The Nikon D7200 shows just how far cameras in this class have come in the past few years. The D7200 offers excellent noise reduction for the category and has the highest DXO sensor score for cameras under $1,500 to date. A portion of that is due to removing the optical low pass filter, which renders a bit more detail but does make the camera more susceptible to distortions in fine patterns. The 51 point autofocus on the D7200 is also a plus, with quick and accurate performance. On the outside, the D7200 offers more controls for quicker adjustments compared to the D5500 and D3300.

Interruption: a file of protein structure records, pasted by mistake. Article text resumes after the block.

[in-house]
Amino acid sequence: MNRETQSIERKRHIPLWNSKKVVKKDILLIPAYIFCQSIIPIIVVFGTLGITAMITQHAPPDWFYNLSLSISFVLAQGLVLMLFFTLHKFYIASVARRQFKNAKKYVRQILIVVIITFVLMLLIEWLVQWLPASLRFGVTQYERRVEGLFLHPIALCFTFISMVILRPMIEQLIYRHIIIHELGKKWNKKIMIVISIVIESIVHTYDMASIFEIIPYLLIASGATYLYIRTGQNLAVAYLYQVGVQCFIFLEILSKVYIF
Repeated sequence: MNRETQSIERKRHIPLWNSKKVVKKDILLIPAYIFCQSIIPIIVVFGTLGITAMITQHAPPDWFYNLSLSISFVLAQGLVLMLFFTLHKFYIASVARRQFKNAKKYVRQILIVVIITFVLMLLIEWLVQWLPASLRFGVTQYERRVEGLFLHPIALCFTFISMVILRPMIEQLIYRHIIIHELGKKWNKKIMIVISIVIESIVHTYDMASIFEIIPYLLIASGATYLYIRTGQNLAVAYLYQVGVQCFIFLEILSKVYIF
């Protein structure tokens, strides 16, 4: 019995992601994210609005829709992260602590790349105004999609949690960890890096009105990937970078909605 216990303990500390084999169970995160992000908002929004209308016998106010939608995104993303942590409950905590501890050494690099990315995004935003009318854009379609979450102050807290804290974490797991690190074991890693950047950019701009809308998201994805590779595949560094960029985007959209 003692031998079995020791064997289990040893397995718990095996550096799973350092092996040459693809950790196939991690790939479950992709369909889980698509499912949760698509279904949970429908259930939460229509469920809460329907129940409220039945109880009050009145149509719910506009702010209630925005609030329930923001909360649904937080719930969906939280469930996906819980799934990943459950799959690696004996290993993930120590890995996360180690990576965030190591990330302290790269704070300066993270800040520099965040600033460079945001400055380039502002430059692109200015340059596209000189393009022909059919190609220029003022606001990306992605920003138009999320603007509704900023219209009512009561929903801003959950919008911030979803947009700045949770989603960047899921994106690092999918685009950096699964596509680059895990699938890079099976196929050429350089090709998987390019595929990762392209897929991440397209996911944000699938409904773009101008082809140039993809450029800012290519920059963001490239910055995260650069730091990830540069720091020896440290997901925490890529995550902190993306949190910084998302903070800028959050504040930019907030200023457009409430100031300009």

At the time of the D7200's release, 6 fps was actually quite good for speed, and that comes with a 20-27 RAW and 100 JPEG buffer. And while the speed is still good for the price, there are now two APS-C DSLRs that offer a much faster 10 fps burst speed. The extra controls and features also makes the D7200 a bit heavier than Nikon's more beginner-oriented cameras.
While once the flagship for Nikon's crop sensors, that's no longer the case with the D500. Both the D500 and the 2014 Canon EOS 7D Mark II reach much higher burst speeds of 10 fps. Canon's closest model to the D7200, the Rebel T6s, is nearly $400 cheaper--but the D7200 also beats out the T6s in nearly every specification. With the highest DXO ranking in the price range, the D7200 may skip out on extras like a high burst speed, but offers excellent image quality and stands as a pretty versatile camera.